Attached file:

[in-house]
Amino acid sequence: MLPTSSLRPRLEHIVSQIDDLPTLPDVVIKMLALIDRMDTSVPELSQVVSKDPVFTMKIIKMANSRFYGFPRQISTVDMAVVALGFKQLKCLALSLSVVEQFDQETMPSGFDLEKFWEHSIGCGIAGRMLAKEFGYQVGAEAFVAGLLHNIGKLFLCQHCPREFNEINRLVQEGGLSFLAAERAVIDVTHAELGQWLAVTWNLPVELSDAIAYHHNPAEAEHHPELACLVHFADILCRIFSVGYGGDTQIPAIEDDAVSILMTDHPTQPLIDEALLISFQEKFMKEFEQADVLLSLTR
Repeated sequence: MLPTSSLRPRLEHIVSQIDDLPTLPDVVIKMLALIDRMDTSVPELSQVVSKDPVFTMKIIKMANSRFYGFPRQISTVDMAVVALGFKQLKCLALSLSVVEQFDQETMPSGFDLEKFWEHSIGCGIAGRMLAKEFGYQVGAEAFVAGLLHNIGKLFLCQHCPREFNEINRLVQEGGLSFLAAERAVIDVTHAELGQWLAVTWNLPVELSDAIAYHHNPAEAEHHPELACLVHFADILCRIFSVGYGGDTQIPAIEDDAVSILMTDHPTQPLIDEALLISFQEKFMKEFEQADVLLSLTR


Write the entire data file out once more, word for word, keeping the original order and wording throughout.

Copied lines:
[in-house]
Amino acid sequence: MLPTSSLRPRLEHIVSQIDDLPTLPDVVIKMLALIDRMDTSVPELSQVVSKDPVFTMKIIKMANSRFYGFPRQISTVDMAVVALGFKQLKCLALSLSVVEQFDQETMPSGFDLEKFWEHSIGCGIAGRMLAKEFGYQVGAEAFVAGLLHNIGKLFLCQHCPREFNEINRLVQEGGLSFLAAERAVIDVTHAELGQWLAVTWNLPVELSDAIAYHHNPAEAEHHPELACLVHFADILCRIFSVGYGGDTQIPAIEDDAVSILMTDHPTQPLIDEALLISFQEKFMKEFEQADVLLSLTR
Repeated sequence: MLPTSSLRPRLEHIVSQIDDLPTLPDVVIKMLALIDRMDTSVPELSQVVSKDPVFTMKIIKMANSRFYGFPRQISTVDMAVVALGFKQLKCLALSLSVVEQFDQETMPSGFDLEKFWEHSIGCGIAGRMLAKEFGYQVGAEAFVAGLLHNIGKLFLCQHCPREFNEINRLVQEGGLSFLAAERAVIDVTHAELGQWLAVTWNLPVELSDAIAYHHNPAEAEHHPELACLVHFADILCRIFSVGYGGDTQIPAIEDDAVSILMTDHPTQPLIDEALLISFQEKFMKEFEQADVLLSLTR